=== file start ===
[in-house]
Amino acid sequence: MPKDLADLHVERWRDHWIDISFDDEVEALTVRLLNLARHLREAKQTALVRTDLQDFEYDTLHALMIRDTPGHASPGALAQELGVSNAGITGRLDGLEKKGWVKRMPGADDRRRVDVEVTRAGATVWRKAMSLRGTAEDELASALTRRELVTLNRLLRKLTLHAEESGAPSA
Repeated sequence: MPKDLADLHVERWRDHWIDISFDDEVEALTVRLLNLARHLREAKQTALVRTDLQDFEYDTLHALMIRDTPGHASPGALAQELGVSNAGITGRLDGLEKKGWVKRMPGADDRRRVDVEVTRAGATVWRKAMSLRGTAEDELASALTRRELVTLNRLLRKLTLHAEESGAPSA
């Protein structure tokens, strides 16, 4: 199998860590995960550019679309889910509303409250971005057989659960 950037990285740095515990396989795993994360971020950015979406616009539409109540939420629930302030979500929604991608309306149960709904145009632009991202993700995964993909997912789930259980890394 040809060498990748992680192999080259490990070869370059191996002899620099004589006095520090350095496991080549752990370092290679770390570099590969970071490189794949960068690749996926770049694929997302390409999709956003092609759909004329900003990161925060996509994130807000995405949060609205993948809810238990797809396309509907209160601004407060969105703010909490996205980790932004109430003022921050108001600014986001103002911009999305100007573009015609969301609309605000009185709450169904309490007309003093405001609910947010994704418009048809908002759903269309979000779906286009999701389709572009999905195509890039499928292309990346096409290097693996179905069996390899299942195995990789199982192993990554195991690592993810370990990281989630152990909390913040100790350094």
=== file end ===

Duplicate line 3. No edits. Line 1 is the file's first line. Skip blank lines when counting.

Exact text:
Repeated sequence: MPKDLADLHVERWRDHWIDISFDDEVEALTVRLLNLARHLREAKQTALVRTDLQDFEYDTLHALMIRDTPGHASPGALAQELGVSNAGITGRLDGLEKKGWVKRMPGADDRRRVDVEVTRAGATVWRKAMSLRGTAEDELASALTRRELVTLNRLLRKLTLHAEESGAPSA